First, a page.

Ever since last Saturday’s Klan rally and my own participation in the anti-Klan protest, two passages of Scripture have been swirling around in my mind:
The first part of Psalm 97:10 says, “Let those who love the Lord hate evil.” I wonder, what does it look like when people who love God embrace the other side of that?
According to the immediate context, hating evil includes some sort of outward expression. As the verse goes on, the command is accompanied by this assurance: “for he guards the lives of his faithful ones, and delivers them from the hand of the wicked.” Clearly then, godly anger isn’t some tricky blend of two emotions, anger and reverence. The passage obviously implies that because of their hatred of evil, the “faithful ones” eventually say or do something that consequently and necessarily incites the wicked.
I went to Saturday’s rally mainly because as a Christian I didn’t want the Ku Klux Klan, a group with a reputation for murderous racism, to stand at the front of City Hall and spew their ugly rhetoric without some sort of repudiation. By the way, I reject the opinion piece in today’s Amarillo Globe-News that suggests that if protesters had only stayed away from the rally, the Klan would have had an audience of maybe two or three clueless teenagers. The on-line edition includes photos of grown men standing with the crowd, wearing Confederate head scarves, and proudly returning to the KKK their Nazi salute! At one point Saturday afternoon, it dawned on me why we couldn’t build the cheer, “Go away, KKK!” At least some of those around us were Klan sympathizers. The protest was significant.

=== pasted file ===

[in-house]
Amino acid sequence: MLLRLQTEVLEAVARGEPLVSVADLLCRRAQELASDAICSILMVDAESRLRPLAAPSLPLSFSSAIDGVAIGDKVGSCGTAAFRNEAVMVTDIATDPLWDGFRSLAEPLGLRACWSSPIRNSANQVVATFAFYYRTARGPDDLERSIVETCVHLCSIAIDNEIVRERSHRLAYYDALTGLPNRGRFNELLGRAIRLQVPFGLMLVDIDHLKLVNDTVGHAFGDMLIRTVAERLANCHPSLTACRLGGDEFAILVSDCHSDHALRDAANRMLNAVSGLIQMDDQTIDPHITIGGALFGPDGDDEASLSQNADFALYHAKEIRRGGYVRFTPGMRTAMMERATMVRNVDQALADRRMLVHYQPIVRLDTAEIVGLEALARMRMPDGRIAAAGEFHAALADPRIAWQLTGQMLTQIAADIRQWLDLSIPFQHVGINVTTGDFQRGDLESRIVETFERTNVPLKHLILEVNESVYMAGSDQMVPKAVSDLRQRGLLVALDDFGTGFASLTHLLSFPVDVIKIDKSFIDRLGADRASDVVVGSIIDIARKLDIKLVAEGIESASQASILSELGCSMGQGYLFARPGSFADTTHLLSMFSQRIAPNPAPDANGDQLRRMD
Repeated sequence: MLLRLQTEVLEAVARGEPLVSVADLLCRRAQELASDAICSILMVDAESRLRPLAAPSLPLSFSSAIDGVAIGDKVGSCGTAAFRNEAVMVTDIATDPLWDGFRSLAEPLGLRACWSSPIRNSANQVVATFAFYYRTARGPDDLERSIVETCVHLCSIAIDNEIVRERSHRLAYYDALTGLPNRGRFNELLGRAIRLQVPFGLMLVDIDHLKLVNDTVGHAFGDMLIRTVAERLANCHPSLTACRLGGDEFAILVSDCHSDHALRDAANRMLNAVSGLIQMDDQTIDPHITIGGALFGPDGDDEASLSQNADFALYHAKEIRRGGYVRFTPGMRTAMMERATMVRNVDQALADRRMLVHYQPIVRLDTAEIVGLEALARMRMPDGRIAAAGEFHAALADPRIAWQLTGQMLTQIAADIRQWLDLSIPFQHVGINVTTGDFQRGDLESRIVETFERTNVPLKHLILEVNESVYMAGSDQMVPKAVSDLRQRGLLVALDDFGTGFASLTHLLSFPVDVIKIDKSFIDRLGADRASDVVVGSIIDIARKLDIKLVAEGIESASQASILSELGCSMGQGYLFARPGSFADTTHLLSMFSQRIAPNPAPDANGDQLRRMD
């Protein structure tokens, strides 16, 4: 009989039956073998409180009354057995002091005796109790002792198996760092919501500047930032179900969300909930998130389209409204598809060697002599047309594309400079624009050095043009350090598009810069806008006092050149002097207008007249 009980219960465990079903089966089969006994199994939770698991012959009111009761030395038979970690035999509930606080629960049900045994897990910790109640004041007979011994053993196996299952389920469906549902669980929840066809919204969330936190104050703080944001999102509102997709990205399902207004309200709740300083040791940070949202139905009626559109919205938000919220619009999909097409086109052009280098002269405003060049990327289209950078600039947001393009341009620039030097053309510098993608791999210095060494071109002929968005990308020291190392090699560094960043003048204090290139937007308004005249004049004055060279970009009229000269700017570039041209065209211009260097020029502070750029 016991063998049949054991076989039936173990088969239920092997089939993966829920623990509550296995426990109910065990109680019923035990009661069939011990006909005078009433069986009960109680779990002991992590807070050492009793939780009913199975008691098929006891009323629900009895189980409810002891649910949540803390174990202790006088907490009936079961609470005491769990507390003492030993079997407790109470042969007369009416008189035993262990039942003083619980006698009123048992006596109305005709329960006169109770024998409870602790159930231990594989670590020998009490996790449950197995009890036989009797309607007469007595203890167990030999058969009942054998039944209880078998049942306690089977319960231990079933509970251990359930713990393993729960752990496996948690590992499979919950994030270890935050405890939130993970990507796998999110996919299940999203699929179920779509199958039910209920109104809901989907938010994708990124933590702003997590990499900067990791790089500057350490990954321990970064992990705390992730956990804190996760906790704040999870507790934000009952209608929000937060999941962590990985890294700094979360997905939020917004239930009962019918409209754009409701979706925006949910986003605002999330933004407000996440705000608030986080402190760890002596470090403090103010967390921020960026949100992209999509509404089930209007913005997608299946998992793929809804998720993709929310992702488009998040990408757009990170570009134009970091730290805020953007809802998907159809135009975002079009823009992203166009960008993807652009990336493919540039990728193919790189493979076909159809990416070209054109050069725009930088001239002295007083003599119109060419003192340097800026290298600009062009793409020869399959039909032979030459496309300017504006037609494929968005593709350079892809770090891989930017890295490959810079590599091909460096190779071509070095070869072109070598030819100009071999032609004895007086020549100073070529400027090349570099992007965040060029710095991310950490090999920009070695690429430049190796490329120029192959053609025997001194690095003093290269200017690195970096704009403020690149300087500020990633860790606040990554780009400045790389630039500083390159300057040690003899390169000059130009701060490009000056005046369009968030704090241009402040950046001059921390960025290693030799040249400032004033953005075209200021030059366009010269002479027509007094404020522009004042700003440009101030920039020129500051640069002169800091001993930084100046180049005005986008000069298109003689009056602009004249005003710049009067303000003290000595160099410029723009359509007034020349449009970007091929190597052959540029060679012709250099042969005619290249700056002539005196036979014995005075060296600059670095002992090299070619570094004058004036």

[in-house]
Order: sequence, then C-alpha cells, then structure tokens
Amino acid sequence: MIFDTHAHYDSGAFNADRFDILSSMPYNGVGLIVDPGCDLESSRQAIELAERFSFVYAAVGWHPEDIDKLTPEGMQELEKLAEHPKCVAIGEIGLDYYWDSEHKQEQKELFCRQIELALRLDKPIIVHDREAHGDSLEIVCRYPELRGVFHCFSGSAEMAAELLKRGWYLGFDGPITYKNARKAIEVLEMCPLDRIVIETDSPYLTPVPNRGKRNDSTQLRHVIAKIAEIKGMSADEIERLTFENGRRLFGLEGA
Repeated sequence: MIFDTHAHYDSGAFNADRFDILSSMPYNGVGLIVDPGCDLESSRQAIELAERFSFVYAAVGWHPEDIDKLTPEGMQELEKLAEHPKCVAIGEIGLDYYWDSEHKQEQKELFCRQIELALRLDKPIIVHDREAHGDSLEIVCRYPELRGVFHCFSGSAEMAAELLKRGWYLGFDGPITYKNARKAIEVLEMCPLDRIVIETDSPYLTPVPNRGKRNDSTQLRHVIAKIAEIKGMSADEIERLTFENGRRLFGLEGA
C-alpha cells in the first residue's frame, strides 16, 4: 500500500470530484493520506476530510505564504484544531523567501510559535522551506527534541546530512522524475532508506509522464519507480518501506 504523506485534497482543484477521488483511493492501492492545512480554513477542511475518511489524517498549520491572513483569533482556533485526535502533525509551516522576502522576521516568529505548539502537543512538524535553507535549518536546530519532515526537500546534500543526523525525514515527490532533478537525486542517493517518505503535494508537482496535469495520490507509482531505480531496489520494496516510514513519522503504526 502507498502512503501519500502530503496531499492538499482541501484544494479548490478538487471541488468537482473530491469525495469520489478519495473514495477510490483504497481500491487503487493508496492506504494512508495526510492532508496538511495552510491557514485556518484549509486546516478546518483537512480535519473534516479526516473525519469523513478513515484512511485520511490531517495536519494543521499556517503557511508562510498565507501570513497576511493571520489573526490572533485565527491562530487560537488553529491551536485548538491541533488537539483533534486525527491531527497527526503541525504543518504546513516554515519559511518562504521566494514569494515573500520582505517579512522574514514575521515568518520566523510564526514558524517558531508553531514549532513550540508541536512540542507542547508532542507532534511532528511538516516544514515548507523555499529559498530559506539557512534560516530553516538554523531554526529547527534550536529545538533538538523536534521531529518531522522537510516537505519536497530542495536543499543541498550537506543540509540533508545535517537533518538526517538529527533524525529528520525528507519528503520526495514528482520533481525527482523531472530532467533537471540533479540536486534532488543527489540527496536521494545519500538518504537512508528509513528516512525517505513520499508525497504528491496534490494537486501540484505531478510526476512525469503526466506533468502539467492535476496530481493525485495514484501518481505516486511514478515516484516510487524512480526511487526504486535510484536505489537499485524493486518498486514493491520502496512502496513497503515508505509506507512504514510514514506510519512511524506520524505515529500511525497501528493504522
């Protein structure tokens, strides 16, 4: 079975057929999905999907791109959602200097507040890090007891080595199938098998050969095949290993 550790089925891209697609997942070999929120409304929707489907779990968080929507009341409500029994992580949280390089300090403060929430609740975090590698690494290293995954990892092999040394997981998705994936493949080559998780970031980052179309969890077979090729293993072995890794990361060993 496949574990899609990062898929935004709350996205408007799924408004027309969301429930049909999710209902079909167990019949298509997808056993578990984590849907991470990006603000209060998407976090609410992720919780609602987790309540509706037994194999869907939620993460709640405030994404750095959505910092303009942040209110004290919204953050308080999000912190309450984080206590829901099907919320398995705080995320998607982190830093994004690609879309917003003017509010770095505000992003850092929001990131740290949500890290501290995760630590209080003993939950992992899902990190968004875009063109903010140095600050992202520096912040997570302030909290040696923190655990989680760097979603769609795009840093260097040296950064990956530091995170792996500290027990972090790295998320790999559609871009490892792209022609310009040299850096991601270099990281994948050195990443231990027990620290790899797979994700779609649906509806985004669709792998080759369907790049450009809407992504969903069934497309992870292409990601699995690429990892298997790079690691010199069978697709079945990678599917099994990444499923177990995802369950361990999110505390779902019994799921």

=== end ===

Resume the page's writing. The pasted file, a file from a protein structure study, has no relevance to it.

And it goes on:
I’ve also been meditating on James 1:19-21: “My dear brothers, take note of this: Everyone should be quick to listen, slow to speak and slow to become angry, for man’s anger does not bring about the righteous life that God desires. Therefore, get rid of all moral filth and the evil that is so prevalent and humbly accept the word planted in you.”
Last Saturday, I relearned something about anger. Like the child who grows up, breaks free from and overwhelms the good parent, anger quickly outgrows even righteous indignation and begins to act on its own.
Many people in the protest group wanted to do more than simply make noise and drown out the words of the Klan. At certain points during the rally it became necessary for lines of policemen, dressed in riot gear, to approach the crowd and keep things from escalating. The animosity was infectious and at times I felt like a shark that had caught the scent of blood.
Just after arriving at City Hall, I asked a black man standing nearby me what he thought and how he felt about what we were witnessing. He talked about how he was surprised that we still had visible expressions of the Klan. Then he said, “But one thing’s for sure: only God can straighten this out.”